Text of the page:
I received this book for free from Blogging for Books in exchange for an honest review. This does not affect my opinion of the book or the content of my review.
(Website, Blog, Twitter, Facebook, Goodreads)Series: Doctor Who: New Series Adventures #53
Also in this series: Doctor Who: The Blood Cell, Doctor Who: The Crawling Terror
Published by Broadway Books on September 9th 2014
Genres: Historical, Mystery, Science Fiction, Time Travel
Source: Blogging for Books
"Vastra and Strax and Jenny? Oh no, we don't need to bother them. Trust me."Amazon •
Marlowe Hapworth is found dead in his locked study, killed by an unknown assailant. This is a case for the Great Detective, Madame Vastra.
Rick Bellamy, bare-knuckle boxer, has the life drawn out of him by a figure dressed as an undertaker. This angers Strax the Sontaran.
The Carnival of Curiosities, a collection of bizarre and fascinating sideshows and performers. This is where Jenny Flint looks for answers.
How are these things connected? And what does Orestes Milton, rich industrialist, have to do with it all? This is where the Doctor and Clara come in. The Doctor and his friends find themselves thrust into a world where nothing and no one are what they seem. Can they unravel the truth before the most dangerous weapon ever developed is unleashed on London?
Mature-Content Rating: Violence
“Death is death,” Strax said. “You overcomplicate things.”
“Overcomplicate?” Clare said, irritated by his casual attitude. “This man was killed. Murdered.”
“And it is too late to come to his aid now,” Strax pointed out. “Better to determine his murderer’s strategy and lay out our own plans.” His tongue licked out briefly over his thin lips. “Shall I fetch the fragmentation grenades?”
When I first started to read this book, knowing I was going to review it after, I didn’t know how I was going to do so unbiased. It’s Doctor Who. One of Justin Richards’ (fan-girl, Mr.Richards!) Doctor Who books. Thankfully I didn’t have to worry, because the story was amazing and held its own in the literary world.
In Doctor Who: Silhouette, the twelfth Doctor and Clara are lead back to Victorian London (after the Doctor said no to visiting King Author) due to an energy spike. Where else could they end up but at a Carnival! I was already hooked on the story by that point because I’m a sucker for freaky Carnival/Circus stories. The Seventh Doctor’s The Psychic Circus is still among my favorites.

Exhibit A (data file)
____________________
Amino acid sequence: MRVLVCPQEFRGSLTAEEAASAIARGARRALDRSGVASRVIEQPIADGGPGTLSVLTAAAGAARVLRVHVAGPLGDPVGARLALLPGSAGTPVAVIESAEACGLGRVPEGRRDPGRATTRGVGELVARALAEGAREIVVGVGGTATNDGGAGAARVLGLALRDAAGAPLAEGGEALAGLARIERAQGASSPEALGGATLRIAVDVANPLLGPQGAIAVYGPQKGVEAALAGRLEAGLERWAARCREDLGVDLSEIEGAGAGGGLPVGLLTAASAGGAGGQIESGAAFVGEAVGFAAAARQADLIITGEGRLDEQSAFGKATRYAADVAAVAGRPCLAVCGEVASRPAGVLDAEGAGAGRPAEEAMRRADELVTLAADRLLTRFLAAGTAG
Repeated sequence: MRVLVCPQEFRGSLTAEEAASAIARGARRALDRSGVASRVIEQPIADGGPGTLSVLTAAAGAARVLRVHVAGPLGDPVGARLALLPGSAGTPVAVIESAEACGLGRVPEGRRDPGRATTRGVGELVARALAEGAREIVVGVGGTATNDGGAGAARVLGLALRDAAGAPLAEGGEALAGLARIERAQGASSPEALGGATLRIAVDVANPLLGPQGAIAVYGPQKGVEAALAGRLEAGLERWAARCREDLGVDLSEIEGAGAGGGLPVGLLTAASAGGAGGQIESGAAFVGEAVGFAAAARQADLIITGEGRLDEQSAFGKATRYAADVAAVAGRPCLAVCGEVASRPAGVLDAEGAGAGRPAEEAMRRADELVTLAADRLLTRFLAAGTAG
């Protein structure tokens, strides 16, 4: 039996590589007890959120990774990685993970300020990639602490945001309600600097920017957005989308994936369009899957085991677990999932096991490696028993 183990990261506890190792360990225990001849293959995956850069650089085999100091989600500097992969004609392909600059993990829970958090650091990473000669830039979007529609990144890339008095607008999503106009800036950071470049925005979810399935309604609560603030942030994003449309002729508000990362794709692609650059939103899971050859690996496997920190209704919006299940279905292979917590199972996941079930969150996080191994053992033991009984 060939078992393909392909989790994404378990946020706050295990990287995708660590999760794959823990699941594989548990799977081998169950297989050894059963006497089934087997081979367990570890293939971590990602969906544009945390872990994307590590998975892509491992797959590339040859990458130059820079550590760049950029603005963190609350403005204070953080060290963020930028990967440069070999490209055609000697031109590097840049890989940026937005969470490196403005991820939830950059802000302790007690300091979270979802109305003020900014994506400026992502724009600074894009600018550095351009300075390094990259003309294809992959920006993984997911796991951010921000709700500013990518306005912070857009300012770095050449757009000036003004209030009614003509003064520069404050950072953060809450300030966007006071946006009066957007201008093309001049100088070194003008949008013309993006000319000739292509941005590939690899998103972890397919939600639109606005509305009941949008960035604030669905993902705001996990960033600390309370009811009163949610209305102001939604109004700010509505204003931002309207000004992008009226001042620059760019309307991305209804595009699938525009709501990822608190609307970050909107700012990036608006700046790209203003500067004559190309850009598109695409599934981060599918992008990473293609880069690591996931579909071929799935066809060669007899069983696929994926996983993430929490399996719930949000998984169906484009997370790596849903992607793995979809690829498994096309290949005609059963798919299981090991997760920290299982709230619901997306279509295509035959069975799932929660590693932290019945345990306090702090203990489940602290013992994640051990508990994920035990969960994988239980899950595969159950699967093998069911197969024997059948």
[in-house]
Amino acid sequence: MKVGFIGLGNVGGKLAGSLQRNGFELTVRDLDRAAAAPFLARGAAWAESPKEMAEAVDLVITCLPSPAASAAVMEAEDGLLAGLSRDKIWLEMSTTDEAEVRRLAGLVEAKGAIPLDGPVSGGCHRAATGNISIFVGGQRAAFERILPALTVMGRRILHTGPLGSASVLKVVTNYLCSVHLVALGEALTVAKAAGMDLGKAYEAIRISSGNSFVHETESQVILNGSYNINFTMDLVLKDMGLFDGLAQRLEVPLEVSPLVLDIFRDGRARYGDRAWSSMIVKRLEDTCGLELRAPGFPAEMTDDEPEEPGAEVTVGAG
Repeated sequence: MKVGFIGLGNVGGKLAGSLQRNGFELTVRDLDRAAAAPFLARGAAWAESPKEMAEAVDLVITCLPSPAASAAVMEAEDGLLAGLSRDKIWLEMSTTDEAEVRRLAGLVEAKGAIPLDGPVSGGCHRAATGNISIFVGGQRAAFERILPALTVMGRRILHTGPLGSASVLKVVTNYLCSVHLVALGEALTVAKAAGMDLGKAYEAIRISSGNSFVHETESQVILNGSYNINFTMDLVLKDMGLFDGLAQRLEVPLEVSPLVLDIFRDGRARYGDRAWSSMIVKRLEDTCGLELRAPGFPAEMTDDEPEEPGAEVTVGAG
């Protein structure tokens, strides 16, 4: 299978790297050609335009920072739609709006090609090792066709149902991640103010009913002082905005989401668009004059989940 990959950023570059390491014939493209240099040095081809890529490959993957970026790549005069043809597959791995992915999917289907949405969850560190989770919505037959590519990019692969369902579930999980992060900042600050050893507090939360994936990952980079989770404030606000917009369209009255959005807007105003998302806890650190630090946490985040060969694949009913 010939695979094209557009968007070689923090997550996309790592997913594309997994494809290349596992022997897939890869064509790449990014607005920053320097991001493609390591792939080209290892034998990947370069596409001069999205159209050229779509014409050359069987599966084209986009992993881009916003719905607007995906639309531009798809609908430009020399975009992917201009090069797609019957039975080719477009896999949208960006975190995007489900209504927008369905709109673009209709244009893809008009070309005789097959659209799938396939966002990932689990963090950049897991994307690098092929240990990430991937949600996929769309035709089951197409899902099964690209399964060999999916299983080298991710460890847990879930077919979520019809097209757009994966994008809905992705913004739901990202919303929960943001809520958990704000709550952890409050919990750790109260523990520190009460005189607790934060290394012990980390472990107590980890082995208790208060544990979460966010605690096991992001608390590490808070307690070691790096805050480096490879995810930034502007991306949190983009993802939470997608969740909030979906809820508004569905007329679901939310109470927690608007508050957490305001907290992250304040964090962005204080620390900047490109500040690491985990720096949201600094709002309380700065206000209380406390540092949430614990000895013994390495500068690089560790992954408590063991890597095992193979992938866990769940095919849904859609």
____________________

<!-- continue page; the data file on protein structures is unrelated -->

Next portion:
The story has that typically odd flavor of Doctor Who. Sometimes you’re led in the right direction but for the wrong reasons, and sometimes you have the right reasonings but you’re going in the opposite direction. The book gives hits to the mystery like puzzle pieces, some of the pieces belonging to completely different puzzles to piece together. Of course at then end there’s always that ‘Ah ha!’ moment when everything finally fits together.
We don’t know much about the twelfth Doctor (at this time only four episodes have aired), but we do know that he’s not much of a people person and Richards has carried out that aspect of his personality perfectly. The Doctor runs around London, mostly on his own with his plans a secret, leaving Clara and the others to just trust that he knows what he’s doing. There’s even one part in the story when he seems annoyed with his own incarnations, (Spoilers!) which only irritated this Doctor. It was amusing to find that he couldn’t even stand to be around himself.
Jenny and Vastra always have the limelight in the TV shows featuring the Paternoster Gang, but in this book Richards lets Strax step up and shine. He has the chance to do his own detective work and even works at the carnival for a short time.
Clara is Clara. She annoys me in the show and she annoys me in the book, so taking that in consideration I’m guessing it’s fair to say she’s pretty much in character.
The antagonists are unique and creative, and you can’t always be sure who they are. The main antagonist is one you will love to hate. He/She is manipulative, clever, and resourceful with plenty of weapons at hand. Even the execution order by the Shadow Proclamation looming over his/her head doesn’t seem to phase him/her.
Easter eggs! There’s a few of them, and I won’t spoil everything and let you figure it out yourself, but one that amused me the most was one character named Jimmy Stone. Just had to throw that one in, didn’t you?
Overall, Doctor Who: Silhouette is a must read for any fan of the novelizations and highly recommended for anyone who likes to read carnival/circus mysteries with science fiction thrown in for fun.